Role of integrin signaling in cell proliferation and survival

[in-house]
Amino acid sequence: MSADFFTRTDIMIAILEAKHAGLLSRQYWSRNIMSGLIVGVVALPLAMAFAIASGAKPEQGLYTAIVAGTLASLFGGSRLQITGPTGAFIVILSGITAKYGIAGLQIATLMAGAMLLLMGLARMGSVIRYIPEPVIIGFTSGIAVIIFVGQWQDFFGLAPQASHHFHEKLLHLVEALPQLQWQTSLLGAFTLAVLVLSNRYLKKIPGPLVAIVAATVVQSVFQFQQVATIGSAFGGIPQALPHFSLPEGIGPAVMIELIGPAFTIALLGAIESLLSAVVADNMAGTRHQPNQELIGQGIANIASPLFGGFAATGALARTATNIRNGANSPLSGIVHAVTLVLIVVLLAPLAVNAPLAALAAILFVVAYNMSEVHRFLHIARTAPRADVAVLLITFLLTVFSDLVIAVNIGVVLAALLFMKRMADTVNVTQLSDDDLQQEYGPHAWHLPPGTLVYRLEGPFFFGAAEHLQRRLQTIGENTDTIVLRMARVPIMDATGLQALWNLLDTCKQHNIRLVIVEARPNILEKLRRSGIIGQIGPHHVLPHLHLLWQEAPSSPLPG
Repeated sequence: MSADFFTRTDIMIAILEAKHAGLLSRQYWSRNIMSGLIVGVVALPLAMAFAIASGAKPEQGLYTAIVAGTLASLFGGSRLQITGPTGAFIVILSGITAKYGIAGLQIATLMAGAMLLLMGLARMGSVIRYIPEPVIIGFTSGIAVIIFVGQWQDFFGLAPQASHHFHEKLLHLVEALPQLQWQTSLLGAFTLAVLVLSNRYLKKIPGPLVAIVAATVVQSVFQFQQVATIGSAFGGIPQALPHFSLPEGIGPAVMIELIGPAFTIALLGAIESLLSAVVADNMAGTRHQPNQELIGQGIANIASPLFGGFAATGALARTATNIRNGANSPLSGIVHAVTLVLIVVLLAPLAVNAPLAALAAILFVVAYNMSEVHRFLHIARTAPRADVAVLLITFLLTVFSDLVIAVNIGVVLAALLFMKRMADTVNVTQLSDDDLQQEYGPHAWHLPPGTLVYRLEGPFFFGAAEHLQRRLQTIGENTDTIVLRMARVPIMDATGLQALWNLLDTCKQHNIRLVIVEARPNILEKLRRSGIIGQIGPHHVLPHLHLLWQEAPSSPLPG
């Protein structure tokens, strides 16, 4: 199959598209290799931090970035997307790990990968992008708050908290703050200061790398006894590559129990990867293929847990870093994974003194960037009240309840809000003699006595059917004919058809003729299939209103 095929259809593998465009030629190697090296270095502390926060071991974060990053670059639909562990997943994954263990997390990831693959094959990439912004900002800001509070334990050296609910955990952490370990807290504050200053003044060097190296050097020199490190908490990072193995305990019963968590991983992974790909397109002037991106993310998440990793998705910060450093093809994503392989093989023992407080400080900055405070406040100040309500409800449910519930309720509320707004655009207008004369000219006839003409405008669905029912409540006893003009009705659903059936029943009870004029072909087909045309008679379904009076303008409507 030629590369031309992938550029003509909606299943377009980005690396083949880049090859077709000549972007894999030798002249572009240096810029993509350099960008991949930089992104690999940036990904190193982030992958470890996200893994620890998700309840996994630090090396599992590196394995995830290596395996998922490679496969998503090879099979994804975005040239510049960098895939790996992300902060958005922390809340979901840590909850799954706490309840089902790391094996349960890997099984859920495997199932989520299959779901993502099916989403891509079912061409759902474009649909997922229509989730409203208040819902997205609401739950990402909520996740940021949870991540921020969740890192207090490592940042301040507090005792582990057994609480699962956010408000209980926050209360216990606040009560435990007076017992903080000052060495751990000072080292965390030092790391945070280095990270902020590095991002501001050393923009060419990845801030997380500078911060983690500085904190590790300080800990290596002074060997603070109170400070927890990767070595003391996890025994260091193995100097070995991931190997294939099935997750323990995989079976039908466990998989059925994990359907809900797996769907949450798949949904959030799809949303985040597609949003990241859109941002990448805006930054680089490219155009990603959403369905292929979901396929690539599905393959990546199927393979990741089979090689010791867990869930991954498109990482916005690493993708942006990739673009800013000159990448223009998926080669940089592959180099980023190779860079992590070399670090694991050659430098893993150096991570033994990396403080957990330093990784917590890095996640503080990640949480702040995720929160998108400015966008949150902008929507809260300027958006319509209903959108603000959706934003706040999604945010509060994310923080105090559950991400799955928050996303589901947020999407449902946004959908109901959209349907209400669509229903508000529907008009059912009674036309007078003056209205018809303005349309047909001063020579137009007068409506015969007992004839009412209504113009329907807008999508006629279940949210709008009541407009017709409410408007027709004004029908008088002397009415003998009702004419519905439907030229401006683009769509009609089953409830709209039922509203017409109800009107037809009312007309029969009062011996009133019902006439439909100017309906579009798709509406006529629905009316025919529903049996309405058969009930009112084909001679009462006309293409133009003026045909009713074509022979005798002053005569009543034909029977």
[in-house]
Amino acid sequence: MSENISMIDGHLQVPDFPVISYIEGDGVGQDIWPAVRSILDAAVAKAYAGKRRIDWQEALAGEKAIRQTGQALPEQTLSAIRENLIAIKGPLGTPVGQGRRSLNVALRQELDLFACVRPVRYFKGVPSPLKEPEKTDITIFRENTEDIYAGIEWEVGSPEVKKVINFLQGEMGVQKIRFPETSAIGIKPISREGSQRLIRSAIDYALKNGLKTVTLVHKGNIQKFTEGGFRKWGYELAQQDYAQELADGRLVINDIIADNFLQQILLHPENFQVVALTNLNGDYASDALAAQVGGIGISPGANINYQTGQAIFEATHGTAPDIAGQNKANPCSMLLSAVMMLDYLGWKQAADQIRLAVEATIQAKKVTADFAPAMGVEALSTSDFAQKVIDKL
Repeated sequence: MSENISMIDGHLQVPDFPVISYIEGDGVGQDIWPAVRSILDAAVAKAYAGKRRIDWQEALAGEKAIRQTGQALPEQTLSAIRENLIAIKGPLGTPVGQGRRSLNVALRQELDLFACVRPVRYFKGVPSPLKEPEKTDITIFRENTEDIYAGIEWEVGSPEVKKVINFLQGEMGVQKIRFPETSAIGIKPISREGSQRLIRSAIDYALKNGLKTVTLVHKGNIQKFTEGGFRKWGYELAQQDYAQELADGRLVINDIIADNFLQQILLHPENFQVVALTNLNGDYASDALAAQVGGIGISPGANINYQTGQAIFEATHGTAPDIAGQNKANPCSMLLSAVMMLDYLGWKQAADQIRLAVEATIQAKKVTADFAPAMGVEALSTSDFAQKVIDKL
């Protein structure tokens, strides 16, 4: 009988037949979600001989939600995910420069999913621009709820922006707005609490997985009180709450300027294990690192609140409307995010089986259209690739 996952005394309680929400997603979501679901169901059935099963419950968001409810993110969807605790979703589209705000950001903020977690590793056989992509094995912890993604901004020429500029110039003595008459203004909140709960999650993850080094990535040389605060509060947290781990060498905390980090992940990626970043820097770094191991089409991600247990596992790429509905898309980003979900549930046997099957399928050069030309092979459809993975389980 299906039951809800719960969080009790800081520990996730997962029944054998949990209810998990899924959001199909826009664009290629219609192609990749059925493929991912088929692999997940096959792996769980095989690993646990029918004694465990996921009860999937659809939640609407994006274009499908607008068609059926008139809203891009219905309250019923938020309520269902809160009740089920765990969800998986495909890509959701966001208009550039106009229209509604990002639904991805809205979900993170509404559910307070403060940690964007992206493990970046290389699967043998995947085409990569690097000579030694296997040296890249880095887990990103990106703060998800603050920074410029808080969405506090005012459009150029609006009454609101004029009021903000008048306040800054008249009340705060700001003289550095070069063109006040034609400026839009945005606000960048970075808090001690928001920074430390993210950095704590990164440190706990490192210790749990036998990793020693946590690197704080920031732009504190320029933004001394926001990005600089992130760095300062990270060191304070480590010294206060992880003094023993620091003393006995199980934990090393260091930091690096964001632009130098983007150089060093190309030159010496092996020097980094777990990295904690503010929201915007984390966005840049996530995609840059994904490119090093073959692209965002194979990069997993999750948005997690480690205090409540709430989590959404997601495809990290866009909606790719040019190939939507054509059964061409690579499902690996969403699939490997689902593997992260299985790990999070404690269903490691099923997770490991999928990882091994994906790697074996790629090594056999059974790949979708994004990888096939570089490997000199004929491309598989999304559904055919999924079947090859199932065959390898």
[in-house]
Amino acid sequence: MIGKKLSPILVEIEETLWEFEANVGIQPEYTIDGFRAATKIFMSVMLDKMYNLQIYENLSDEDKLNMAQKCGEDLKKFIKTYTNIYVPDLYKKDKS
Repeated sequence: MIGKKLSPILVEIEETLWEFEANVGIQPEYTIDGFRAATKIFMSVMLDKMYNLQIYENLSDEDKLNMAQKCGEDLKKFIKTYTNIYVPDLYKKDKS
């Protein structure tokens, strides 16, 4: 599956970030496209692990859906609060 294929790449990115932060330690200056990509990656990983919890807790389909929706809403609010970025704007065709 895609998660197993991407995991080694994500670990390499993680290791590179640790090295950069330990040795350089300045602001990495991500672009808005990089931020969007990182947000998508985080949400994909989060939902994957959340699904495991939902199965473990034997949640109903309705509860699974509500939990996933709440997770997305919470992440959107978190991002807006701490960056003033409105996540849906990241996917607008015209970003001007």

Abstract: Integrins function as transmembrane cell adhesion receptors for the surrounding extracellular matrix (ECM). Within the tissues, integrins attach the cells to the surrounding ECM and sense the ECM environment by triggering diverse arrays of signaling pathways that are essential for the control of many central cellular functions, including cell proliferation and survival. These cellular processes critically impact tumor development. Therefore, insights into detailed molecular mechanisms of integrin functions will contribute to the understanding of tumor progression, and may thereby provide novel strategies for tumor treatment. The present study aimed to investigate: (1) the role of integrin signaling in the control of anchoragedependent cell proliferation, particularly in regulating two cell cycle components; the cyclindependent kinase 2 (Cdk2)-inhibitors p21CIP1 and p27KIP I. (II) the role of integrin signaling regulating cell survival, in particular for integrin alphav promotion of melanoma cell survival. We firstly developed a method for analyzing specific integrin signaling-mediated responses independent of cell spreading by utilizing an agonistic, immobilized anti-integrin monoclonal antibody directed against the fibronectin receptor integrin alpha5beta1. This method was then adopted as a part to examine the role of integrin signaling in the regulation of p21CIP1 and p27KIP1. We showed that integrin ligation led to a rapid degradation of p21CIP1 and p27 KIP1, including proteasome-mediated degradation of p21CIP1 in an ubiquitinindependent manner. Importantly, an integrin-activated small GTPase signaling pathway involving Cdc42 to Rac 1 signaling was found to be functionally involved in regulating proteasomal degradation of p21CIP1. Our results for the first time revealed that integrin signaling is capable of regulating protein stability and proteasomal degradation. Integrin-mediated proteasomal proteolysis might contribute to anchorage-dependent cell cycle control. Integrin alphavbeta3 is a key adhesion receptor for melanoma cell survival and tumor growth in various models. While the tumor suppressor p53 is rarely mutated in malignant melanoma; it is still unclear why wt p53 is rendered nonfunctional in these tumors. Using a three-dimensional (M) collagen gel model mimicking the dermal environment of malignant melanoma growth in vivo, we found that integrin alphav promoted melanoma cell survival by inactivating p53 and thereby suppressed p53 -induced apoptotic cell death. We also found that integrin alphav controls melanoma cell survival in 3D-collagen through a pathway involving p53 regulation of MEK1 signaling. Surprisingly, we also came to the conclusion that integrin alphav induced an unfolded, inactive wt p53 conformation within 3D-collagen. This finding reveals the first example of controlled regulation of wt p53 conformation in tumor cells in lieu of mutation, and may contribute to explain lack of need of p53 mutations in malignant melanoma. Thus, our results demonstrate that tumor cells can use an adhesion receptor to sense and respond to the surrounding 3D-environment by regulating the conformational states of a tumor suppressor. Importantly, PRIMA-1 MET , a small organic compound that can convert a mutant p53 to an active conformation, was also able to reactivate melanoma cell wt p53 conformation, induce apoptosis and suppress melanoma xenograft tumor growth in a wt p53-dependent manner. Therefore, our results point to a novel therapeutic approach against malignant melanoma based on restoration of wt p53 function. In conclusion, we found an integrin-activated Cdc42 to Rac 1 signaling pathway essential for proteasomal degradation of the Cdk2-inhibitor p21CIP1. This may provide a novel mechanism in anchorage-dependent cell cycle progression. Furthermore, we found that integrin alphav promotes melanoma cell survival through controlling the conformation, activation and apoptotic function of the tumor suppressor p53. By targeting wt p53 using a small organic compound, our studies also provide proof of principle for a new approach for development of malignant melanoma therapy. Such development is urgently needed given that present therapy is inefficient for metastatic malignant melanoma.
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